Edgar Bronfman’s December 17 opinion article, “Opening Our Tent,” perfectly reframes the issue of intermarriage.
Jewish survivalists continually preach from a defensive and guilt-ridden posture that unless our Jewish children marry other Jews, Jewish identity is headed toward extinction. But Jewish outreach can no longer follow the old model because younger Jews are no longer listening. Instead, they are marrying those with whom they fall in love.
The way to reframe outreach efforts is to engage Jews and non-Jews of all backgrounds and trust that Judaism can stand on its own. From a place of inclusiveness and trust, Judaism can engage, inspire and renew.
Edgar Bronfman’s call for a new openness to the intermarried is hardly different from the decades-old and ineffective strategy of “open tent Judaism.”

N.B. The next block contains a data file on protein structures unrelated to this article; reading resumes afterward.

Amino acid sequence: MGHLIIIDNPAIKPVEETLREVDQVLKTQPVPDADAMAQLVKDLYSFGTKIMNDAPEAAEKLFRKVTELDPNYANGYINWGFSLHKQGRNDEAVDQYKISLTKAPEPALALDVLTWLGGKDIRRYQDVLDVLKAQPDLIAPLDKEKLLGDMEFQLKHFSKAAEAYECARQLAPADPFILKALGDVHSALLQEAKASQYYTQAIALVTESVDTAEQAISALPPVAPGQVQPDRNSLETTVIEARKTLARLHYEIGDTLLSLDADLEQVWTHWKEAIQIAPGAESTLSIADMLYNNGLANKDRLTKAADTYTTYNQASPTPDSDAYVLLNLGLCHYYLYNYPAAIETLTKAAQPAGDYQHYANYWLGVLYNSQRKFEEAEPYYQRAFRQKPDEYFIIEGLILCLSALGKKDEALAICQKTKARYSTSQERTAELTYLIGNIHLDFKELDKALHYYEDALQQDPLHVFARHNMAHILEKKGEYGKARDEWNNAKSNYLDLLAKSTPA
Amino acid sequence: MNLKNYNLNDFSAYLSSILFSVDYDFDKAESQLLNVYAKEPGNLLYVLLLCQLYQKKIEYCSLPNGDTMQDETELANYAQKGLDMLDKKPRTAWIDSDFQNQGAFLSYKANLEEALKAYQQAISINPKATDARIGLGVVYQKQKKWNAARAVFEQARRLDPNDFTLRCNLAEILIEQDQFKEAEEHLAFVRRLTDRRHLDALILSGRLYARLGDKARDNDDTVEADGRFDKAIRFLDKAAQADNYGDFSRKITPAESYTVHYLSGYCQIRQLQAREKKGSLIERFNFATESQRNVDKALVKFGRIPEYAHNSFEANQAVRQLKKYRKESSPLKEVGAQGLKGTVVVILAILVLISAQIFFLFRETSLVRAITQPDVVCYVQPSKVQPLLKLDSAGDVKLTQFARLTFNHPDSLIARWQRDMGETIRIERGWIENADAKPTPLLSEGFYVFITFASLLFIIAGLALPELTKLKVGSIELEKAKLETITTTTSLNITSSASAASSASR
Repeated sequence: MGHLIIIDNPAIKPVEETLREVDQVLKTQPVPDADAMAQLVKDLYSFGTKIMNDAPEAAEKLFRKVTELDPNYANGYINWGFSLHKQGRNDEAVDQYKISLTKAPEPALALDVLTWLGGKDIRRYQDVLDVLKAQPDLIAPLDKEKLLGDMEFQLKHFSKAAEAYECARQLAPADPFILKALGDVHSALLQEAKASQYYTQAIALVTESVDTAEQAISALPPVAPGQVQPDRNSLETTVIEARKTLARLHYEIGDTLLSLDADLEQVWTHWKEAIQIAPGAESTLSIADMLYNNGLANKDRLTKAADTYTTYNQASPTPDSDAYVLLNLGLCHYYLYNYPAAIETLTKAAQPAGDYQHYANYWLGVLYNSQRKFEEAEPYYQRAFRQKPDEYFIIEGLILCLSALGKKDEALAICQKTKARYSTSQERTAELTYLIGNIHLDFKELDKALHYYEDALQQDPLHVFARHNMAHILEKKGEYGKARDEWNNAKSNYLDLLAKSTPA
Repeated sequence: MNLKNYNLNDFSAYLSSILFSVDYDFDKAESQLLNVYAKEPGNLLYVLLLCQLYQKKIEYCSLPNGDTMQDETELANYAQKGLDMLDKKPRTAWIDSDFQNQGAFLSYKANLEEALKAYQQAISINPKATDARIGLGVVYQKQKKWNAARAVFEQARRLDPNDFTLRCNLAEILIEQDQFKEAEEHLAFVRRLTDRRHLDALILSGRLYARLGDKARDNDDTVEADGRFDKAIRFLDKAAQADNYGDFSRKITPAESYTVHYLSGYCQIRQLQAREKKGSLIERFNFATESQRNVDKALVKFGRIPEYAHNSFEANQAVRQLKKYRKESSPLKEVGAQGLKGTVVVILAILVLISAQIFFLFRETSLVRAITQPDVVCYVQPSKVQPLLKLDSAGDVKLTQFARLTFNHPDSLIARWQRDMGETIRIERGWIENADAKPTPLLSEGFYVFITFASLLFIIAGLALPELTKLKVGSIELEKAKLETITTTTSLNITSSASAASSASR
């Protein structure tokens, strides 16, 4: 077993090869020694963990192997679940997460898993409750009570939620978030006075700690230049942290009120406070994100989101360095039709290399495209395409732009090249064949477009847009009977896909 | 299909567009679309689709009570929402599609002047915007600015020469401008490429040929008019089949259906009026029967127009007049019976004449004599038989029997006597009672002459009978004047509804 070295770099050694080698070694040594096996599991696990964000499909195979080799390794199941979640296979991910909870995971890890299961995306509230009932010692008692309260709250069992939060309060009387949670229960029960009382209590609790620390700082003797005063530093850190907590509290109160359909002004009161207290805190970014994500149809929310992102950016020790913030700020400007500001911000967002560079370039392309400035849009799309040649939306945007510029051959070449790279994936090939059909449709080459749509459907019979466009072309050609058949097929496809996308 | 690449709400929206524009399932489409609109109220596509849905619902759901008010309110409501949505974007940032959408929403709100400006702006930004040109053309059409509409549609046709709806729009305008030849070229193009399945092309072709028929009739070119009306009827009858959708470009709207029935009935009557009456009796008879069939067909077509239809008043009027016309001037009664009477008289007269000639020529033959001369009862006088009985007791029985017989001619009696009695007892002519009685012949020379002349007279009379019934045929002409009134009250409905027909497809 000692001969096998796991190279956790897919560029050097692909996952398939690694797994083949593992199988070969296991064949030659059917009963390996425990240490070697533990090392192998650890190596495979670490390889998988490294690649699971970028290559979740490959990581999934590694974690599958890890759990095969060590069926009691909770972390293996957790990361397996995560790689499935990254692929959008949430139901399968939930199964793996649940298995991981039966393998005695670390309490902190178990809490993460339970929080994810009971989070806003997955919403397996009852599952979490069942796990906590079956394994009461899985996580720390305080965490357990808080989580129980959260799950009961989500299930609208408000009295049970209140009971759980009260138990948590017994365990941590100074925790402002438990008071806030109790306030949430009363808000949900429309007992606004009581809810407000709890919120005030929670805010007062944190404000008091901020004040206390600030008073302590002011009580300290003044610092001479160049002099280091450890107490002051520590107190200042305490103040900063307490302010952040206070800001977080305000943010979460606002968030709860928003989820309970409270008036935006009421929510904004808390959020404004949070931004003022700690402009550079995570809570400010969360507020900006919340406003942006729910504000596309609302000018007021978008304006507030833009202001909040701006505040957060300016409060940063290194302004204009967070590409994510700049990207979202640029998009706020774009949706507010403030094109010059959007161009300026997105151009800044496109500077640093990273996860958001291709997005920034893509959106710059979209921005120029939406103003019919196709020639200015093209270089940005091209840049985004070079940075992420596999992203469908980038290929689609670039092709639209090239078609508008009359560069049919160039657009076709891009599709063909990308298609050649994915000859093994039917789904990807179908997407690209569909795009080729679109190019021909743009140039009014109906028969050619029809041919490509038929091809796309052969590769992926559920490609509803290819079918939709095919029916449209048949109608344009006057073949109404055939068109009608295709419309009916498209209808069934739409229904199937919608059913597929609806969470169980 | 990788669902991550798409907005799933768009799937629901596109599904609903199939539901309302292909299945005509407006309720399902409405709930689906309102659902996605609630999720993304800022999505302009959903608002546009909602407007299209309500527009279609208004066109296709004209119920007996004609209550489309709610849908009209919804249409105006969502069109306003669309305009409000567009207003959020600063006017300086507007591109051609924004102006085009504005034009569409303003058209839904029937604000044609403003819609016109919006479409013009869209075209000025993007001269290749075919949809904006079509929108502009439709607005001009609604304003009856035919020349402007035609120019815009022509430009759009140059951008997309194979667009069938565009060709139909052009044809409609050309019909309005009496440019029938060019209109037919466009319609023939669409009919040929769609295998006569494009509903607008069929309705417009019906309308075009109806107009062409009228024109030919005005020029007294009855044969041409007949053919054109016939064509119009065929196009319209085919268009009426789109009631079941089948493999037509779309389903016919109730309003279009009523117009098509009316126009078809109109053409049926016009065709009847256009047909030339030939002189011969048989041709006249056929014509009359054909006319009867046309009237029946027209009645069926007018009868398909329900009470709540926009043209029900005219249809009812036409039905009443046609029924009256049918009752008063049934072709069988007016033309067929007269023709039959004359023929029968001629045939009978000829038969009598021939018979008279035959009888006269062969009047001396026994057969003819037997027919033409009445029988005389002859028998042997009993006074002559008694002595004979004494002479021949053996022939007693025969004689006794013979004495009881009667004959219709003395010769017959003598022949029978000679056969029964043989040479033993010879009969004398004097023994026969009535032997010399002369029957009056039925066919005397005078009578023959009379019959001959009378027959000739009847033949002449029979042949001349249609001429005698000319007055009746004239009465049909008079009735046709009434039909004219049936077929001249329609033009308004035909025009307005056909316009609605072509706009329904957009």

His description of Abraham and Sarah as the prototype of a welcoming community tells only half the story. Abraham and Sarah did more than simply welcome people into their tent and accept them. Our tradition, as understood by some of our greatest sages, tells us that they also taught their guests about God, and that they even made converts.
Obsessing about the open tent will never be successful because being welcoming is a prerequisite, not the end game. Far more important than the tent’s door is what is inside, and that we know why the tent is important in the first place. If the inside touches people’s hearts and souls, they will beat down the door to get in.
I know this firsthand, as someone who has traveled from the margins of Jewish life to become a federation executive director, and whose wife went from being a Christian and church professional to become an observant Jew. There are thousands who have made similar journeys. We were not drawn to the “I’m okay, you’re okay” Judaism of the tent door, but to the transformative Jewish life we found across the threshold.
The writer is a former executive director of the Jewish Federation of Western Massachusetts.